One of the major tenets of value investing is buying stocks when they're unpopular.
So with the market on a tear recently, what types of stocks could be seen as being out of favor now?
These non-cyclical companies make products with sales that usually don't ebb and wane with the general beat of the business cycle. These stocks typically have a beta of around 1 or less, which means they respond to ups and downs with less volatility than their cyclical counterparts.
And often, these stocks will provide investors with a dividend and may also have share buyback programs that will help stabilize the stock price in declining environments.
A good defensive stock has some weight to it to toss around and traditionally won't be a small cap company. The larger company size gives these stocks some resistance to institutional activity, which in smaller companies can single-handedly move the price of a security.
Energizer is a name synonymous with batteries. The $6 billion company has been around since 1896 and operates in 160 countries around the world. Fulfilling the classic requirements of a defensive stock, Energizer has a dividend yield of 2% and an ongoing share repurchase plan that in the past 12 months has bought back more than 5% of total shares outstanding.
If Energizer's dividend and share buybacks are not enough defense for you, the company is also focused on growth, as shown by the company's recent acquisition of feminine hygiene products, which expands on their ownership of men's shaving products like Schick and Edge.
The aggressive moves seem to be sitting well with their bottom line, as this year saw EPS growth of over 67%. From a pure valuation perspective, Energizer looks to be discounted, recently trading at just 14.8 times earnings.
Another well-known company, Kimberly-Clark, sells staples like toilet paper, tissues, and diapers. Not exactly the most appealing product portfolio, at first glance, until you realize it could be a perfect defensive play.
With a beta of around only 0.35, this could be a centerpiece stock for a defensive portfolio and serve as a baseline for growth. Kimberly-Clark's recent return on equity of around 37% is nearly double that of its closest competitor Johnson & Johnson and their dividend yield of around 3% is the highest of this group of stocks. Kimberly-Clark has raised the dividend unfailingly for 41 consecutive years and does it all with a payout ratio of 65%.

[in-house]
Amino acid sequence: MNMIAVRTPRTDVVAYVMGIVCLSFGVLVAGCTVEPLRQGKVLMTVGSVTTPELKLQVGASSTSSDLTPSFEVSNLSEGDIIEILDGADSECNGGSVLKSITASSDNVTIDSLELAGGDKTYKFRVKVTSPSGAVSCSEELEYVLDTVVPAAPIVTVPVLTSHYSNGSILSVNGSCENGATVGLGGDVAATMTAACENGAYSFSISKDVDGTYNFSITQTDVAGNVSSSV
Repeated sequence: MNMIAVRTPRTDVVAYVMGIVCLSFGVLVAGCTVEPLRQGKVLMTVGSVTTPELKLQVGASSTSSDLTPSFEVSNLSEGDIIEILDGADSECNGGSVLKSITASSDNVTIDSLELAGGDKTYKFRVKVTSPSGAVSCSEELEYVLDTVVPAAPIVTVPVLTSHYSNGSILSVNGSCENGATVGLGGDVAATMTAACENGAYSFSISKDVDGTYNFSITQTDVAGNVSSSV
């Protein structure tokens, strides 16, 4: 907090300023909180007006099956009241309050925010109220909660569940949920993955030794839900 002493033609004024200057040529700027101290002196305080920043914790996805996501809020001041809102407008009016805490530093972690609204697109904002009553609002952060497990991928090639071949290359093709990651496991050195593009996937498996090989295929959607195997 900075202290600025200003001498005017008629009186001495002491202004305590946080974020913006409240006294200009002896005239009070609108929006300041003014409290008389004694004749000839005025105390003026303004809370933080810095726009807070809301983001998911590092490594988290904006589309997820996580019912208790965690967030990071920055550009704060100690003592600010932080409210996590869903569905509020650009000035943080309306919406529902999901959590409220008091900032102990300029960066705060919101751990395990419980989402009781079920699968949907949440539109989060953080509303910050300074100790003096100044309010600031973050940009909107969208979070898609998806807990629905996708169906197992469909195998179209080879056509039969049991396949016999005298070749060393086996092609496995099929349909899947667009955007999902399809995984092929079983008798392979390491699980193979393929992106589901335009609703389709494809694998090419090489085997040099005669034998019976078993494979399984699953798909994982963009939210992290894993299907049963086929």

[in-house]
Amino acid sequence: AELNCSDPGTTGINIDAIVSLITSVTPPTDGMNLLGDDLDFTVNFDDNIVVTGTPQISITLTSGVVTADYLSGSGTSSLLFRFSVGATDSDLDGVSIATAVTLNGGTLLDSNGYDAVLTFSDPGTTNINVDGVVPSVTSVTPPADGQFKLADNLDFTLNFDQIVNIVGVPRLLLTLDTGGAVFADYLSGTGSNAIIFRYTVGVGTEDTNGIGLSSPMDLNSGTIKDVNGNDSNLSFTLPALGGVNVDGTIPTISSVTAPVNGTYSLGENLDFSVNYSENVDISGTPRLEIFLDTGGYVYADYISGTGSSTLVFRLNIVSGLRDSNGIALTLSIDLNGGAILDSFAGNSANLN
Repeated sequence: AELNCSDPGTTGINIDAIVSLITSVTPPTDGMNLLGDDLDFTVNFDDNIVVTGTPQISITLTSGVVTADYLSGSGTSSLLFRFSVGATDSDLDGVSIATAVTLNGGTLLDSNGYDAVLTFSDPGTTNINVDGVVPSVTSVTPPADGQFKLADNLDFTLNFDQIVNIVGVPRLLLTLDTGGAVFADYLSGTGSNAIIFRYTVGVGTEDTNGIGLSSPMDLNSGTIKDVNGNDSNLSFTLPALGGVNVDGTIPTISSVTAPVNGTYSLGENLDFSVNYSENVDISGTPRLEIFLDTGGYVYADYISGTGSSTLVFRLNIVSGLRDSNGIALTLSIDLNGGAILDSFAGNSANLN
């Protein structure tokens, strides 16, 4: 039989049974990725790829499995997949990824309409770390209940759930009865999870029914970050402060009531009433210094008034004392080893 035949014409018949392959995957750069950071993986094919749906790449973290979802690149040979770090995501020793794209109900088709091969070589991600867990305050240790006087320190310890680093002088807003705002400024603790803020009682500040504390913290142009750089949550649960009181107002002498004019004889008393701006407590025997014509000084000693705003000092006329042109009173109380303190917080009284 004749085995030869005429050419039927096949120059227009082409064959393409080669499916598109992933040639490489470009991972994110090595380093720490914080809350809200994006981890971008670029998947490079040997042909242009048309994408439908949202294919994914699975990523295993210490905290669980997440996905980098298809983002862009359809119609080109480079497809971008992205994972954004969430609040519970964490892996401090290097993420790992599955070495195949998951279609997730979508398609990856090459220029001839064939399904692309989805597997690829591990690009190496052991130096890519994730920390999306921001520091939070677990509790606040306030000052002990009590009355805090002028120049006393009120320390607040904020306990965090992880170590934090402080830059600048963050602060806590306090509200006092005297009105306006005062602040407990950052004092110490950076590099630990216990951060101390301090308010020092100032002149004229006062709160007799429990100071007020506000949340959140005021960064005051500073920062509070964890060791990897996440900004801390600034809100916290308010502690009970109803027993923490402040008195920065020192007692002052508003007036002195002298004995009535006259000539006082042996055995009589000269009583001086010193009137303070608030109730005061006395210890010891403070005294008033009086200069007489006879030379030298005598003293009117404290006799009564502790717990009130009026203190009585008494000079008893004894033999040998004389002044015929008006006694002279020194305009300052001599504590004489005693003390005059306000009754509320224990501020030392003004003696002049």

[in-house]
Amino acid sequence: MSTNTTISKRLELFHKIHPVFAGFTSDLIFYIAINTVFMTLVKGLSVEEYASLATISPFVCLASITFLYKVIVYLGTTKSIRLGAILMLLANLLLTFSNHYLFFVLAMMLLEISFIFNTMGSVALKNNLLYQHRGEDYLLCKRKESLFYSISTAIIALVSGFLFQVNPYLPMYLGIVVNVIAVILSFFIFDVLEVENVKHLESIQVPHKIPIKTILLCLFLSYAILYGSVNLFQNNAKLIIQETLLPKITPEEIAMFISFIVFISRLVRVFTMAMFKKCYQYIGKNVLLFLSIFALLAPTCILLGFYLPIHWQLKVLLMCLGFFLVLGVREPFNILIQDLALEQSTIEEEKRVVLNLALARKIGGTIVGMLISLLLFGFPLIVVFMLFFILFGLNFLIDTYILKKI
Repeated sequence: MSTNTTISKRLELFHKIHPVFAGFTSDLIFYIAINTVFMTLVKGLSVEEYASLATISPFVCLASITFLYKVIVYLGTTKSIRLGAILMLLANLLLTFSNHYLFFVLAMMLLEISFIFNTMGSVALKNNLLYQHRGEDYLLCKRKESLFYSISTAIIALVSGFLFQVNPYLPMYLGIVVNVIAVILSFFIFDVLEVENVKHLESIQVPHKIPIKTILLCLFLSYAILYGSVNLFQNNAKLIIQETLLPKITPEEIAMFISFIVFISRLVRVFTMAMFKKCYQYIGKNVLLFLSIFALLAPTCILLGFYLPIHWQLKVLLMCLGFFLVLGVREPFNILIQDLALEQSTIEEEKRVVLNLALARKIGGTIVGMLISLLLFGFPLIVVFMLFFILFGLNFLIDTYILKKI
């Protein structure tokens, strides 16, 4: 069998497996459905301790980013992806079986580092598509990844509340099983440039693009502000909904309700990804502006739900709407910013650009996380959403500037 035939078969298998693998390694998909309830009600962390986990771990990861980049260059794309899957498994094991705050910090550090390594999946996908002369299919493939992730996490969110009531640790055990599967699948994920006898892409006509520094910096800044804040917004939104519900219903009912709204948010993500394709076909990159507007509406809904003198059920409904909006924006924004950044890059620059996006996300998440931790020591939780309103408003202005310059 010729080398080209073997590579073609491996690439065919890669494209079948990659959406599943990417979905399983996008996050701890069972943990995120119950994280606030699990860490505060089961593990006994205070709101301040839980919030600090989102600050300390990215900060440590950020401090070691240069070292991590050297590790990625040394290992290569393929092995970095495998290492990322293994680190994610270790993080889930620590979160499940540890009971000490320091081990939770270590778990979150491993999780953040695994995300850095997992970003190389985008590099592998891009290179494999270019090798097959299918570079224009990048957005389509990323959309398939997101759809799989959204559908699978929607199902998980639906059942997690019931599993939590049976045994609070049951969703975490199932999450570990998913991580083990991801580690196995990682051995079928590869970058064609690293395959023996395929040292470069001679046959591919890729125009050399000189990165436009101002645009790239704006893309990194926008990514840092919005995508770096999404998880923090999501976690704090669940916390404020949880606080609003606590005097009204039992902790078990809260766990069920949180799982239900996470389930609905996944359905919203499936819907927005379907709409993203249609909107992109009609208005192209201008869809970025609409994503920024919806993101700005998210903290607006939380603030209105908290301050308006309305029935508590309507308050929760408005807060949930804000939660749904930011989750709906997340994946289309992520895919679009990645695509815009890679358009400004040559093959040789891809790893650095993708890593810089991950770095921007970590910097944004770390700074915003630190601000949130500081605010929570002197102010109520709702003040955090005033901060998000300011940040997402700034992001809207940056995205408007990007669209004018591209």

Kimberly-Clark, like all good defensive stocks, has a continuous share buyback program, and for 2013, the company has targeted $1 to $1.2 billion in share buybacks. An investment strategy that follows the premise of the tortoise and the hare may not be exciting, but it can be potentially very profitable. With dividends reinvested, an investment in Kimberly-Clark in January 2003 would be worth around 228% more today.
Finally, a long-time Warren Buffett favorite, Johnson & Johnson is known for brands like Tylenol, Listerine, Band-Aid, and more household names. By far the largest company covered here, with a recent market cap of over $266 billion, Johnson & Johnson is a component of the Dow Jones Industrial Average, and provides investors a dividend of around 2.8%. Like Kimberly-Clark, the company has a long history of dividend raises, averaging over 8% annually.
A staple of defensive investing, Johnson & Johnson enjoys relatively high gross margins of over 68%. The company carries a low long-term debt load of $11.5 billion, while cash and cash equivalents total over $14 billion. Combined with the company's approved $10 billion buyback program, this stock is well prepared to weather practically any economic storm and still produce positive results.
One of the biggest risks when investing in defensive stocks like these is opportunity cost. While these sectors can be prone to long periods of stagnation, they can be considered investments in wealth protection. And appreciation over time can be realized with reinvested dividends.
(Click to enlarge. Sourced from Zacks Investment Research.)